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Tuesday, March 16, 2021

What I'm Reading: The Goddess of Filth by V. Castro

Today, I am here to proclaim this the year of V. Castro. I am not kidding. Below, I have ny STAR review of her current novella, Goddess of Filth and I just received her upcoming novel, The Queen of the Cicadas for review in Library Journal.

I had read Castro's stories and was impressed, but Goddess of Filth blew me away. I cannot say enough good things about this novella: the writing, the unsettling feeling throughout, the message to young women to explore, not hide, their power, the villain, and the complete reclaiming of the exorcism trope, yanking it off from its Christian pedestal. This is a must purchase.

Below is my draft review with extra appeal content, including my "three words" and readalikes.

Goddess of Filth

by V. Castro

Mar. 2021. 156p. Creature, paper, $16 (9781951971038)
First published March 15, 2021 (Booklist).

Boldly reclaiming the possession trope from Christianity, Castro introduces readers to four friends, proud Chicanas, about to begin their adult lives. Lourdes leads a seance during one of the girls’ final evenings together and Fernanda is possessed by the Goddess of Filth, a powerful Aztec deity who eats sin, steals secrets, and champions female sexuality. This forces them to embrace the Goddess, her knowledge and power, as they take control of their lives despite the limitations race, class, and gender have  placed on them. However, Fernanda’s mother calls in Father Moreno, to oust the demon, but his sin is no match for the Goddess’ ancient powers. Narrated mostly from Lourdes’ point of view, with peeks into Fernanda, the Goddess, and the evil Father Moreno, this is a story that calls on young women to embrace the power of their strength, sexuality, and intelligence, and to not let the world be afraid of it, or them, but it is also an action packed horror novel, filled with terror, violence, and monsters, both real and supernatural, anchored by a pervasive sense of dread that constantly reminds the reader what is really at stake when women are silenced. Displaying exhilarating talent, this compelling and immersive novella will appeal to fans of both Tremblay’s A Head Full of Ghosts and Machado’s Her Body and Other Parties. 

Further Appeal: I took so many notes when reading this 160 page book. I am going to share some of those here because they are all appeal based.

An awesome possession story which reclaims the trope from Christianity and gives it back to indigenous traditions. But at the same time it is also about how the world takes power from young women, especially of color, and how they need to fight to take that power back— at all costs.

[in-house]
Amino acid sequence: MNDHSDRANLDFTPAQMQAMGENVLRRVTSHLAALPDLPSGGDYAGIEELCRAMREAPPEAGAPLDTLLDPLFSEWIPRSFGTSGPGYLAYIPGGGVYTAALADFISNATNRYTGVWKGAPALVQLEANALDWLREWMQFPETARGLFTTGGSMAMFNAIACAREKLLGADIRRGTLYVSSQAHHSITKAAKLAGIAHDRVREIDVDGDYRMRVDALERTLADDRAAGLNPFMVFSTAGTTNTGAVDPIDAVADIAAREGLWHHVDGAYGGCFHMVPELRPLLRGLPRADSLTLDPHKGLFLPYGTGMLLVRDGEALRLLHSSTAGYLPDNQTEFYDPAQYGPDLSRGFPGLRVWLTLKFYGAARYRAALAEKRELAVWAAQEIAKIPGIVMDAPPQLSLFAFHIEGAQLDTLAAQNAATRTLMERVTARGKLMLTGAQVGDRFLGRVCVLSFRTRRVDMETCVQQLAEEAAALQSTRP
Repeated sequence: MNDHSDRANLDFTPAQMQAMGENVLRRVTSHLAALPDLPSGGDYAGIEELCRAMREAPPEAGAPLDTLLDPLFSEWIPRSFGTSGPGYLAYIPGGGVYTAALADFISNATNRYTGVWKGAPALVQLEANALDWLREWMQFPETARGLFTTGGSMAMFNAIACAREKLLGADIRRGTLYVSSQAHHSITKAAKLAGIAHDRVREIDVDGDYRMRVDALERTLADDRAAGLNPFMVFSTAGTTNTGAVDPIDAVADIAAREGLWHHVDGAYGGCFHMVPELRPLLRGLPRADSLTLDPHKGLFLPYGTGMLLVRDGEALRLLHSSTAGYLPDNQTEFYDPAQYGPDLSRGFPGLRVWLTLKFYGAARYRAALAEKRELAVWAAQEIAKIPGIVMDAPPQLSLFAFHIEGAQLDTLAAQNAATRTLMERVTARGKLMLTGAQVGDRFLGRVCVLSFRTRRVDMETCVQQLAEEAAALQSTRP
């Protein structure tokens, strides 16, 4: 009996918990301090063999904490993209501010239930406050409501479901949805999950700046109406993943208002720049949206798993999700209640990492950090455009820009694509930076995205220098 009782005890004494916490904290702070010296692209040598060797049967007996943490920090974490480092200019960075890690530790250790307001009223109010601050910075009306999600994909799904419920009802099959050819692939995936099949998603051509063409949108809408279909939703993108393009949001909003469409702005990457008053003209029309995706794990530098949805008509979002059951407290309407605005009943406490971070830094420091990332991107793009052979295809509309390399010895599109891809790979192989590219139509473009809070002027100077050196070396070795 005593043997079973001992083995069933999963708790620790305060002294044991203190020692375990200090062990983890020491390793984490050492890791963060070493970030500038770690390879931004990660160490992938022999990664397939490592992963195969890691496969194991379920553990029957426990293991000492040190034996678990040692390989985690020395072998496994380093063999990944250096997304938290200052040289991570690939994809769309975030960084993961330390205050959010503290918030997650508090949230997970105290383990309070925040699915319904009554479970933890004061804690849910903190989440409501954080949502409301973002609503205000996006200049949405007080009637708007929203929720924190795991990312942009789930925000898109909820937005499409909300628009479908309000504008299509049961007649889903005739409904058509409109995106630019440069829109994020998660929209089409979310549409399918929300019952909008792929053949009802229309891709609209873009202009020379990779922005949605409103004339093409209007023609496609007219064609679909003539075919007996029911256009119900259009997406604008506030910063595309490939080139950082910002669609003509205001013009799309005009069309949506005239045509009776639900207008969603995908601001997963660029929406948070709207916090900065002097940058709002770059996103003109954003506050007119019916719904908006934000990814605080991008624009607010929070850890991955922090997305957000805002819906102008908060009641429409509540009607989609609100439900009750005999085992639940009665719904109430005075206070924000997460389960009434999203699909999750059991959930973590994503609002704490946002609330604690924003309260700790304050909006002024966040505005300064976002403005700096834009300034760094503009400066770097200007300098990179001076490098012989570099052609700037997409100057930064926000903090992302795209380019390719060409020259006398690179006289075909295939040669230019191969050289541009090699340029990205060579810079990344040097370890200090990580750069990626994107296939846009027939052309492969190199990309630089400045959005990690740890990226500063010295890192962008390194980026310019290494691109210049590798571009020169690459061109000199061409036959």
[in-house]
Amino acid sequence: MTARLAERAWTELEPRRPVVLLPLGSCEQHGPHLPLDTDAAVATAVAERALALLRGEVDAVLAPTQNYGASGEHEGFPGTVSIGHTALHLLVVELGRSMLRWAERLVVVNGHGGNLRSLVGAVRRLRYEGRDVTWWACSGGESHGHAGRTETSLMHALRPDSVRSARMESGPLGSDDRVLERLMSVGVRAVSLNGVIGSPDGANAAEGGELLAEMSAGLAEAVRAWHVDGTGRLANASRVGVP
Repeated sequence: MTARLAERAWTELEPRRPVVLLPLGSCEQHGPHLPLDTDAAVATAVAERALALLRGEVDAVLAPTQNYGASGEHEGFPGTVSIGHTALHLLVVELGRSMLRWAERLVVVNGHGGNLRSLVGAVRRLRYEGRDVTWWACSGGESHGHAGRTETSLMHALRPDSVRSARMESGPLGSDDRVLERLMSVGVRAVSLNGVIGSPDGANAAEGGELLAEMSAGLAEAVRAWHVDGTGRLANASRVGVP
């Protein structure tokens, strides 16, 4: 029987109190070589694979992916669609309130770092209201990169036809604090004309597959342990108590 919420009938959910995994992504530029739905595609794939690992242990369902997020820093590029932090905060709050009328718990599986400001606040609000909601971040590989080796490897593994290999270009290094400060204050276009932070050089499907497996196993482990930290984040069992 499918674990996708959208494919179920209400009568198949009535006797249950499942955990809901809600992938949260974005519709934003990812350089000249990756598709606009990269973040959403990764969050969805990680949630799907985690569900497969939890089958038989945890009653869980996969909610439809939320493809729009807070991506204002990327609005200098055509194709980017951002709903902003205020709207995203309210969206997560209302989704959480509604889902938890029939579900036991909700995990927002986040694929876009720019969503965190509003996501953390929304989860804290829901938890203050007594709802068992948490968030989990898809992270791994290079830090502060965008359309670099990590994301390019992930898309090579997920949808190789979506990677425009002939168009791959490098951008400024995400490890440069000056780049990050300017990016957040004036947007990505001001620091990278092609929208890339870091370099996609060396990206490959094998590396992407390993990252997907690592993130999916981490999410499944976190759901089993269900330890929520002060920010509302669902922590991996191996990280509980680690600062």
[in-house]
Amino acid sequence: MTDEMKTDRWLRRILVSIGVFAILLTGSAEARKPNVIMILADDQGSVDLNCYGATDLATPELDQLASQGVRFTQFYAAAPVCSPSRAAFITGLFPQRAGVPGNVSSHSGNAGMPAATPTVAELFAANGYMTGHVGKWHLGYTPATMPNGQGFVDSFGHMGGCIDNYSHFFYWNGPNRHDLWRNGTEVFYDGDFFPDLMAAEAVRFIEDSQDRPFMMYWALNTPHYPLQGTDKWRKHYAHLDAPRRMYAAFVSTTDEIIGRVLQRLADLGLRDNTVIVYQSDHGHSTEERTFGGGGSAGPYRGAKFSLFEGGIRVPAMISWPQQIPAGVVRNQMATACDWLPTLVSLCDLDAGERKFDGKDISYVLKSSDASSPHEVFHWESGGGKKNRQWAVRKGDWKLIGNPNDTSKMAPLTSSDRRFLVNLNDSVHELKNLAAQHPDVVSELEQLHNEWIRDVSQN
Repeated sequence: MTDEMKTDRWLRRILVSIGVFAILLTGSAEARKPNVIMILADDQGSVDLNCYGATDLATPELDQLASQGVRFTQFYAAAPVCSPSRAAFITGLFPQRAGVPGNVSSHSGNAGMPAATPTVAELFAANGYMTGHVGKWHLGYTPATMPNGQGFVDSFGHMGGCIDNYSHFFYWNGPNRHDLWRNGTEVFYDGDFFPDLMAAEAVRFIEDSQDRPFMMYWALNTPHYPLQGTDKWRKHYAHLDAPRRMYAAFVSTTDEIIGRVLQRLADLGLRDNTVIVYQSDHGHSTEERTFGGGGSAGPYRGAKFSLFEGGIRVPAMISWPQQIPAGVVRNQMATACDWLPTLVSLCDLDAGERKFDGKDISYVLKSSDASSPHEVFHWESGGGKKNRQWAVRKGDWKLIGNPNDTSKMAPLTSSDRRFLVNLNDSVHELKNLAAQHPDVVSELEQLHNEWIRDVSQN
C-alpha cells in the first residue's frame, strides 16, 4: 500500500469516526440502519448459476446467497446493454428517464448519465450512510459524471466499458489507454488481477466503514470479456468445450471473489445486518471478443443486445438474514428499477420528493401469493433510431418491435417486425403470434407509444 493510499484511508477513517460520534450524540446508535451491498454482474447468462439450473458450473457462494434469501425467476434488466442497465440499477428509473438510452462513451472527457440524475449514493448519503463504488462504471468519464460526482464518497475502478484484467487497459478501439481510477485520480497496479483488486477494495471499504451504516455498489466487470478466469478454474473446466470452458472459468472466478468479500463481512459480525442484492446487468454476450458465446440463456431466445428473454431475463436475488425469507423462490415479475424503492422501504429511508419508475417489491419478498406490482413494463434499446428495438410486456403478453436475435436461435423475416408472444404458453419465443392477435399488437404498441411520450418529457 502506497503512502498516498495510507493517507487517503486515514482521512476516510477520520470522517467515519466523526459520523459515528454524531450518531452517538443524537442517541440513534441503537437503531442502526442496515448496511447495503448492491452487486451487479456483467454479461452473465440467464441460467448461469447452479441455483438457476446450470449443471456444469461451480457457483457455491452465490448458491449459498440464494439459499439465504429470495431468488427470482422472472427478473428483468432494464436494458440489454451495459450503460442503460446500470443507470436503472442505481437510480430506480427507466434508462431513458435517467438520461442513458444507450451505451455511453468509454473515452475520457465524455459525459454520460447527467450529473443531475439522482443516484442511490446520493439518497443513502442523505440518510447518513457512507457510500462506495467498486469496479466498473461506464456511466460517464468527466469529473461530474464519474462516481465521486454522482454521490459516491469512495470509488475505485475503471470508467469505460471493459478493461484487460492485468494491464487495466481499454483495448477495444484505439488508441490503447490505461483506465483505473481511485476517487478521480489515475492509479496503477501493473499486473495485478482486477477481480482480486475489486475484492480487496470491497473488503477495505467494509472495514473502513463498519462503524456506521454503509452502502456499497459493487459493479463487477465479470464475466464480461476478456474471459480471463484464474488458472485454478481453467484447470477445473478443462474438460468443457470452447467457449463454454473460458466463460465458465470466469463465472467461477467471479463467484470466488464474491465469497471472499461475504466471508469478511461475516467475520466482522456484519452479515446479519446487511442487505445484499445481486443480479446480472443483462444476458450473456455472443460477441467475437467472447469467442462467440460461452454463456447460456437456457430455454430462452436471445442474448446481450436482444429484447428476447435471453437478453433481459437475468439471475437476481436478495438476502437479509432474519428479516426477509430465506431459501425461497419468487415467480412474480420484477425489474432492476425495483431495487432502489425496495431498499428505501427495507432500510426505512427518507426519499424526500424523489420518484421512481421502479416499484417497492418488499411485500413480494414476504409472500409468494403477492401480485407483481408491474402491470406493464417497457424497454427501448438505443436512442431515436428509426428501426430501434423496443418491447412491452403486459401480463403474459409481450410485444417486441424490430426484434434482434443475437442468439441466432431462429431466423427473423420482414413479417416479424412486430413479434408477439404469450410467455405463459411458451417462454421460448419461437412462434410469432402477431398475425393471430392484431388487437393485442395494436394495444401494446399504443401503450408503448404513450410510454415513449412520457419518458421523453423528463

Gives voice to those that history, racism, sexism, and modern society have rendered voiceless. All in a satisfying, fun, and scary horror novella package. 

And it is very sexy but in a way that acknowledges that women are sexual beings and when we are young we are taught to be good girl sand suppress that. It's is so empowering.

And it does all of this while still telling a compelling, exciting, suspenseful, and intensely unsettling horror story. 

Castro’s prose, storytelling style, and characters, will drawn readers in from the very first lines, while Lourdes’ strong and honest narration will hold them glued tot he page for the duration. The excellent narrative voice and compelling plot, are also enhanced by the well built villain. He is sooooo creepy and evil.

A note on the indigenous religious history. Castro makes the discovery of what readers need to know part of the action as the girls need to learn it too. Not only is there just the right amount of detail to ground the story, shedding a light on its importance at the foundation of this continent and its first peoples, but it is also the main driver of the action, the dread, and the horror. The Goddess herself is terrifying in her power, but she is not evil. The horror and the evil come from other's reactions to her power.

This novella was so satisfying in every way. A must read.

Three Words That Describe This Book: reclaiming the possession trope, unsettling, immersive

Readalikes: There are two in the review. I also wanted to include Mayan Blue by the Sisters of Slaughter but I realize not as many libraries own this title. But please, seek it out and buy it for the indigenous culture monsters from a mythology that ruled this continent for centuries before the dominant white western mythology hijacked it.

Also, Cynthia Pelayo’s Children of Chicago. Both stories deal with strong, realistically portrayed, complicated women facing horrors both supernatural and of this world.

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